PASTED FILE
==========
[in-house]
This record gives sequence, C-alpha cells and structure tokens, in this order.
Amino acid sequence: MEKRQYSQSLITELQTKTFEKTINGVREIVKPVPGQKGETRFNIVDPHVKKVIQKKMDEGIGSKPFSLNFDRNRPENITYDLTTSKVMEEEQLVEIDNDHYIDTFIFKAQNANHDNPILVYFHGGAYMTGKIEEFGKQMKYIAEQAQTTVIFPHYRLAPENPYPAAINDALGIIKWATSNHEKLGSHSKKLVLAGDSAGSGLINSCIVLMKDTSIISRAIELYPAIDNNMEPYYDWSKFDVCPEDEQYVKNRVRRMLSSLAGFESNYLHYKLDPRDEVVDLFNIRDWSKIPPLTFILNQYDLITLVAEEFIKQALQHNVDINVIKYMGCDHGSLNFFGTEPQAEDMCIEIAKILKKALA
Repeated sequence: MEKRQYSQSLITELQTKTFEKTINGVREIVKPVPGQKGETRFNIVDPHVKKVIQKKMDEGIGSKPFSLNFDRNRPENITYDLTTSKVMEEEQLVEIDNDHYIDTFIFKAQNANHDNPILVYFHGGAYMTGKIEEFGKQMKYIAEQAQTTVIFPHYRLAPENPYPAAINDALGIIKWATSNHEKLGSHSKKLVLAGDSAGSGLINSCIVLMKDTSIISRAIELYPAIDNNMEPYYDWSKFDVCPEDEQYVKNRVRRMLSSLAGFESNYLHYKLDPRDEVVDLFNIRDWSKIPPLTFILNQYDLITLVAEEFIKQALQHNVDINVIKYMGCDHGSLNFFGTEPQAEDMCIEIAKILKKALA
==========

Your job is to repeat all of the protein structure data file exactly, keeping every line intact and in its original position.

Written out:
[in-house]
This record gives sequence, C-alpha cells and structure tokens, in this order.
Amino acid sequence: MEKRQYSQSLITELQTKTFEKTINGVREIVKPVPGQKGETRFNIVDPHVKKVIQKKMDEGIGSKPFSLNFDRNRPENITYDLTTSKVMEEEQLVEIDNDHYIDTFIFKAQNANHDNPILVYFHGGAYMTGKIEEFGKQMKYIAEQAQTTVIFPHYRLAPENPYPAAINDALGIIKWATSNHEKLGSHSKKLVLAGDSAGSGLINSCIVLMKDTSIISRAIELYPAIDNNMEPYYDWSKFDVCPEDEQYVKNRVRRMLSSLAGFESNYLHYKLDPRDEVVDLFNIRDWSKIPPLTFILNQYDLITLVAEEFIKQALQHNVDINVIKYMGCDHGSLNFFGTEPQAEDMCIEIAKILKKALA
Repeated sequence: MEKRQYSQSLITELQTKTFEKTINGVREIVKPVPGQKGETRFNIVDPHVKKVIQKKMDEGIGSKPFSLNFDRNRPENITYDLTTSKVMEEEQLVEIDNDHYIDTFIFKAQNANHDNPILVYFHGGAYMTGKIEEFGKQMKYIAEQAQTTVIFPHYRLAPENPYPAAINDALGIIKWATSNHEKLGSHSKKLVLAGDSAGSGLINSCIVLMKDTSIISRAIELYPAIDNNMEPYYDWSKFDVCPEDEQYVKNRVRRMLSSLAGFESNYLHYKLDPRDEVVDLFNIRDWSKIPPLTFILNQYDLITLVAEEFIKQALQHNVDINVIKYMGCDHGSLNFFGTEPQAEDMCIEIAKILKKALA